When trying to decide which basketball player should claim the title of greatest of all time, or GOAT, a few names come to mind easily, depending on what you value in your player rankings. If championship wins are the most important stat to you, your GOAT is probably Bill Russell. If your GOAT ranking is more about longevity and well-rounded ability, you’d probably choose LeBron James. If your GOAT is the complete package — championships, stats, accolades, etc. — then you would choose either Michael Jordan or Kareem Abdul-Jabbar. All these big-name GOAT options seem like obvious choices. What about the less obvious choice — Wilt Chamberlain?
Here’s why you need to give Chamberlain a fair consideration for the GOAT title.
For starters, he was probably the most athletic player in NBA history. Along with playing for the basketball team, Chamberlain ran track and field at the University of Kansas, winning the high jump event at the Big Eight track and field championships three years in a row. This background made him one of the fastest players in the league.
Chamberlain wasn’t just the fastest player; he was also arguably the strongest player the NBA has ever seen. At his prime, he could bench more than 500 pounds and would do tricep extensions at 180 pounds. On top of his speed and strength, you can’t forget about his stamina. Throughout his career, he played an average of 45.8 minutes per game, even though a regulation game is only 48 minutes long.
Speed, strength and stamina aside, the hands-down most important skill to have in basketball is the ability to score. Scoring is the goal of the entire game, and nobody was better at scoring than Chamberlain.
Chamberlain is one of two players in NBA history with a career average of more than 30 points per game. The other is Michael Jordan.
Chamberlain has won seven scoring titles — second to MJ — and owns five of the top six scoring seasons in NBA history, including all of the top four. All this without even mentioning he has the highest-scoring game ever, dropping 100 points on the New York Knicks in just his third season in the NBA.
Sometimes people try to discredit Chamberlain by saying his playoff points per game goes down from 33.2 (when he started in 1960) to a 22.5 career average, and then proceed to call him a “choker.” Let’s look at this myth and pretend for a moment it has some basis in fact. Yes, Chamberlain’s career playoff points per game is 22.5, which is much lower than it was when he started, but that’s because he changed his style of play multiple times throughout his career.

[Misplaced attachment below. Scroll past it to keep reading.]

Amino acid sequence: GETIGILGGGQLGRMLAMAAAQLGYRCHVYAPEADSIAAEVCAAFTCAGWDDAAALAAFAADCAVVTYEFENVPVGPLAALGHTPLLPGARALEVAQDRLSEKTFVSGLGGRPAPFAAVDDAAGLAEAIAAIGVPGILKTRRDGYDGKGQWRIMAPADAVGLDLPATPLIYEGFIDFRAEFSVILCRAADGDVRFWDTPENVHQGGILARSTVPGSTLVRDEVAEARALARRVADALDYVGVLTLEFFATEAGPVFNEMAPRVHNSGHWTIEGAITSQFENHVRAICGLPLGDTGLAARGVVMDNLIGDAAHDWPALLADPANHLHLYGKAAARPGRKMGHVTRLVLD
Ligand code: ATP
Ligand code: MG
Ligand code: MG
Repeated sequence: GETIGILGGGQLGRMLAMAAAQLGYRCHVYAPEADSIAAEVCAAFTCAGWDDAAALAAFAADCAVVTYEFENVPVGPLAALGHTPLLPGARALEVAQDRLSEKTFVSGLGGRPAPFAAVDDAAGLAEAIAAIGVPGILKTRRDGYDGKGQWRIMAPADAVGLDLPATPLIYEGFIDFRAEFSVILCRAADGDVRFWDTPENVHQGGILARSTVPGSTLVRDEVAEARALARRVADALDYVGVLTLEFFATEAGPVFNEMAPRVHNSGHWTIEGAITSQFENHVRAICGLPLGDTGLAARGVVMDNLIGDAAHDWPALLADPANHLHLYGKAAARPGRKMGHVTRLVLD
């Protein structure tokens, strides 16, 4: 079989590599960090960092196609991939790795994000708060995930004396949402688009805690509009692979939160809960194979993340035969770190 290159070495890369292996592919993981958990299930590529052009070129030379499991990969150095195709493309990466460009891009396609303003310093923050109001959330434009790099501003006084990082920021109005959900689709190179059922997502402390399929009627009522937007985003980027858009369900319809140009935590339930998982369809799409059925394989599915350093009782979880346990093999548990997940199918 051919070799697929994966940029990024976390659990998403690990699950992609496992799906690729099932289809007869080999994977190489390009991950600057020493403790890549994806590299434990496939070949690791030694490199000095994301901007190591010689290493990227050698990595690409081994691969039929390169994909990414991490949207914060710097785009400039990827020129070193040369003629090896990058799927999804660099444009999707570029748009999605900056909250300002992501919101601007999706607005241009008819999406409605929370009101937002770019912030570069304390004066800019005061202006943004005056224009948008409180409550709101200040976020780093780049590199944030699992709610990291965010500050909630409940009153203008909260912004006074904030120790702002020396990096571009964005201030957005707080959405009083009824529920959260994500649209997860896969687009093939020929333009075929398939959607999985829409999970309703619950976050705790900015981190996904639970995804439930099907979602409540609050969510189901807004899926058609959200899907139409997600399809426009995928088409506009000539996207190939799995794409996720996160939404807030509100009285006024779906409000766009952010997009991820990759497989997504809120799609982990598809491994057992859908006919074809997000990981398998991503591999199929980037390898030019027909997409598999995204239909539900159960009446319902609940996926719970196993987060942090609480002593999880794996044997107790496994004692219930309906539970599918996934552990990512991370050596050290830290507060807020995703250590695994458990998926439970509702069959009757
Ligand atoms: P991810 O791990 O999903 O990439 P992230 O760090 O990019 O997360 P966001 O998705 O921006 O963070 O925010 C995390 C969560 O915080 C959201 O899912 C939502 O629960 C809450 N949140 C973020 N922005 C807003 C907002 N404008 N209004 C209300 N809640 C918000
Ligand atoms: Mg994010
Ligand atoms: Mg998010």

For his first seven seasons in the NBA, he averaged 39.6 points per game in the regular season. This was over a period of 543 games — 52% of his career, as he played 1,045 total games. In the playoffs, he has 160 career games played and only 52 of them in his highest-scoring days. This means only 33% of his playoff games were during his prolific scoring years, compared to 52% in the regular season. In those 52 playoff games, Chamberlain averaged 32.8 points per game, which, if sustained throughout his whole postseason career, would rank second of all time.
Chamberlain’s scoring average in the playoffs decreased not because he “choked,” but because he sacrificed his stats to help his team win. Before, Chamberlain was mostly on lower-ranked teams that required him to score as much as possible to win. But from the 1967 season and onward, he was able to score less to still compete. To drive my point home even further that Chamberlain is the GOAT, he is the only center in NBA history to lead the league in total assists.
One of Chamberlain’s nicknames is “the record book,” a perfect nickname for a player that holds 68 records by himself (an NBA record in and of itself). Many of these records come not just from his scoring prowess, but also because he is the greatest rebounder. I’ll prove it to you: He has the most total rebounds and rebounds per game of all time.
Even though I’ve made it sound like he was, Chamberlain was way more than just a stat sheet, and this should be taken into consideration when awarding him GOAT status. His accolades are up there with the best of them.
Considering all the records he holds, the accolades he has accumulated and the fact that he is arguably the greatest scorer and rebounder of all time, there is no reason Chamberlain should be disregarded from the GOAT discussion, despite what many people will try to say. The NBA began in 1946, not 1980. Make sure to think of Chamberlain when you think of other NBA greats such as LeBron and MJ. His record speaks for itself, and his skill on the court was unmatched.
Tom Aizenberg covers women’s swim and dive. Contact him at